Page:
Re: Convert /etc/hosts to RR format pgm anyone?

Frank Kastenholz (KASTEN@MITVMA.MIT.EDU)
Thu, 09 Jun 88 09:33:04 EDT

In article <8805261929.AA04199@RHEA.CAM.UNISYS.COM>, jonab@CAM.UNISYS.COM
(Jonathan P. Biggar) writes:
>>> The TCP URGENT mechanism uses a pointer; I do not think that there
>>> is any specification which says that packet boundaries are
>>> significant with respect to URGENTs.
>> Not so! RFC 793 states:
>> If there is urgent data [...]. *****Note that data following
>> the urgent pointer (non-urgent data) cannot be delivered to the
>> user in the same buffer with preceeding urgent data unless the
>> boundary is clearly marked for the user.*****
>What does this have to do with packet boundaries? Jonab said "packet",
>not "user buffer".

This sounds to me like there is some confusion over the meaning of
some of the terms used (which, to the best of my limited knowledge,
have never been fully codified - perhaps an addendum to the Assigned
Numbers RFC is in order - "Assigned Abbreviations and Terms and Their

As I understand things the "hierarchy" of terms in use in the Internet
protocols (among others) are:

FRAME - lowest level of bits/bytes. One speaks of Ethernet Frames, etc
        A FRAME has ONE data link header (e.g. Ethernet header).

FRAGMENT - the thing that IP spits out to the data link driver. Each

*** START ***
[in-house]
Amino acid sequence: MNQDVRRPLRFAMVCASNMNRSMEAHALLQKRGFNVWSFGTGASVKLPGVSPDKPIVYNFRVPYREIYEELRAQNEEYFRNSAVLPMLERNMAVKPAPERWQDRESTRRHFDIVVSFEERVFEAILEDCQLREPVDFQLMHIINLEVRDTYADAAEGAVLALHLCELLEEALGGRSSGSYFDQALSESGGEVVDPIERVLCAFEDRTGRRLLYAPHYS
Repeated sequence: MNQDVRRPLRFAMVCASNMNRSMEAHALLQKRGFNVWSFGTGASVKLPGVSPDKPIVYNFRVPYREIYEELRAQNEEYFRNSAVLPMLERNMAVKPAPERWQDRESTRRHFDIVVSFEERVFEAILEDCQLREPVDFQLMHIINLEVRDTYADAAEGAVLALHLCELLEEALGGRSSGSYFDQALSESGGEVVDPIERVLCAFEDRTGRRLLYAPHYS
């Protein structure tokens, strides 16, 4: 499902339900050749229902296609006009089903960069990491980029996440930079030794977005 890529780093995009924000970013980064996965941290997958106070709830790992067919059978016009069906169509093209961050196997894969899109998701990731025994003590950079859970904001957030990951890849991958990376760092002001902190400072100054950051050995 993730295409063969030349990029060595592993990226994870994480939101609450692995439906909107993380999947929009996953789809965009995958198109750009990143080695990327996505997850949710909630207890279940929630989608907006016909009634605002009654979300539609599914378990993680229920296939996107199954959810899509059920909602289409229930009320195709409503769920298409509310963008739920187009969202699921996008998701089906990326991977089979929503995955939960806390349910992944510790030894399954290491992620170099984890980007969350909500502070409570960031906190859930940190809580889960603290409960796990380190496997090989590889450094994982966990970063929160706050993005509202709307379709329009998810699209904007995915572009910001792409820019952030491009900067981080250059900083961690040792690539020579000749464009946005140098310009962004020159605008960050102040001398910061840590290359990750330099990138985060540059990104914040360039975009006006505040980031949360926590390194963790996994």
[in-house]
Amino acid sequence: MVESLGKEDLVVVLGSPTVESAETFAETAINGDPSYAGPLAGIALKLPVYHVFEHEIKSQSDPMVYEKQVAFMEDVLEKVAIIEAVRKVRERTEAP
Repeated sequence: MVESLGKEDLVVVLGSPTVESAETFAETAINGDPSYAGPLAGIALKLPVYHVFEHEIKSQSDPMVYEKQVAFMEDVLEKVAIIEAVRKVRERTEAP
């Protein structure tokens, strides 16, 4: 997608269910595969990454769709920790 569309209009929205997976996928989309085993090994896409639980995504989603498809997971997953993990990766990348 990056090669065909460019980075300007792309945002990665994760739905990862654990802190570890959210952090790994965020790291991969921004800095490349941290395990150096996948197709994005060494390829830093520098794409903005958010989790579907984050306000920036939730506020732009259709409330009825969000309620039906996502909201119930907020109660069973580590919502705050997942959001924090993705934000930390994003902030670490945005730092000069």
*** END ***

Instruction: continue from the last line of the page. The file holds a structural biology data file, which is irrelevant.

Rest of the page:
FRAGMENT has ONE IP header. A FRAGMENT may be split into
           multiple FRAMES by the lower layers.

SEGMENT - the thing that TCP spits into IP. Each SEGMENT has one TCP
          header. It may be broken into FRAGMENTS by IP.

Noe things get a little weird.....

DATAGRAM - this is also the 'larger' thing that IP tries to send. A
           DATAGRAM USUALLY has a one to one relationship with a SEGMENT.
           It may be broken up (fragmented) into a number of FRAGMENTS
           by IP before being sent through the data link.

           A DATAGRAM is ALSO what UDP and other "datagram" oriented
           protocols may give to IP for transmission.

PACKET - a generic term that can mean anything at any time - usually its
         meaning is derived from the context, other times by a prefix
         (such as IP PACKET), other times .....

BUFFER - what is passed to TCP/UDP for transmission. Usually. Of course,
         a device driver reads stuff out of the I/O interface into a

These are terms that I use, based on "common usage, the literature, etc"

Frank Kastenholz.

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